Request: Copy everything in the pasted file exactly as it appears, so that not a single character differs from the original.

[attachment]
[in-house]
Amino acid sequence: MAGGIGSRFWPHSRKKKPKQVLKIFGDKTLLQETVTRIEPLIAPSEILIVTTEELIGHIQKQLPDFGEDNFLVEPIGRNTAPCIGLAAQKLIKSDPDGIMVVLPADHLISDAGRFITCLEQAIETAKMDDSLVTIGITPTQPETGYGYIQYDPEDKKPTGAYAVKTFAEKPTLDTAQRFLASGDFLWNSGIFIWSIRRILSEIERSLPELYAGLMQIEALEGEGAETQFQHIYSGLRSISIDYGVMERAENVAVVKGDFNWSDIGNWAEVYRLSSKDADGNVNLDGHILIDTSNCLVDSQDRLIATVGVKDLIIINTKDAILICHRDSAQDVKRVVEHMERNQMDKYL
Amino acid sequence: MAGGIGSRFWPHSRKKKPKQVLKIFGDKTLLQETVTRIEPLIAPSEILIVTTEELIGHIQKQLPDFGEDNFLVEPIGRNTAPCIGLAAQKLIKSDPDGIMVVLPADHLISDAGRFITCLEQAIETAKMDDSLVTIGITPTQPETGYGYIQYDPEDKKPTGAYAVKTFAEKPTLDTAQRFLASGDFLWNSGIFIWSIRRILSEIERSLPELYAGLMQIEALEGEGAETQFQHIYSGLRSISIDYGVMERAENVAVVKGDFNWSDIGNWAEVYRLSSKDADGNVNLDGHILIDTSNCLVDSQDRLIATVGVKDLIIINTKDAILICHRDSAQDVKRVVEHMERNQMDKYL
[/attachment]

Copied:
[in-house]
Amino acid sequence: MAGGIGSRFWPHSRKKKPKQVLKIFGDKTLLQETVTRIEPLIAPSEILIVTTEELIGHIQKQLPDFGEDNFLVEPIGRNTAPCIGLAAQKLIKSDPDGIMVVLPADHLISDAGRFITCLEQAIETAKMDDSLVTIGITPTQPETGYGYIQYDPEDKKPTGAYAVKTFAEKPTLDTAQRFLASGDFLWNSGIFIWSIRRILSEIERSLPELYAGLMQIEALEGEGAETQFQHIYSGLRSISIDYGVMERAENVAVVKGDFNWSDIGNWAEVYRLSSKDADGNVNLDGHILIDTSNCLVDSQDRLIATVGVKDLIIINTKDAILICHRDSAQDVKRVVEHMERNQMDKYL
Amino acid sequence: MAGGIGSRFWPHSRKKKPKQVLKIFGDKTLLQETVTRIEPLIAPSEILIVTTEELIGHIQKQLPDFGEDNFLVEPIGRNTAPCIGLAAQKLIKSDPDGIMVVLPADHLISDAGRFITCLEQAIETAKMDDSLVTIGITPTQPETGYGYIQYDPEDKKPTGAYAVKTFAEKPTLDTAQRFLASGDFLWNSGIFIWSIRRILSEIERSLPELYAGLMQIEALEGEGAETQFQHIYSGLRSISIDYGVMERAENVAVVKGDFNWSDIGNWAEVYRLSSKDADGNVNLDGHILIDTSNCLVDSQDRLIATVGVKDLIIINTKDAILICHRDSAQDVKRVVEHMERNQMDKYL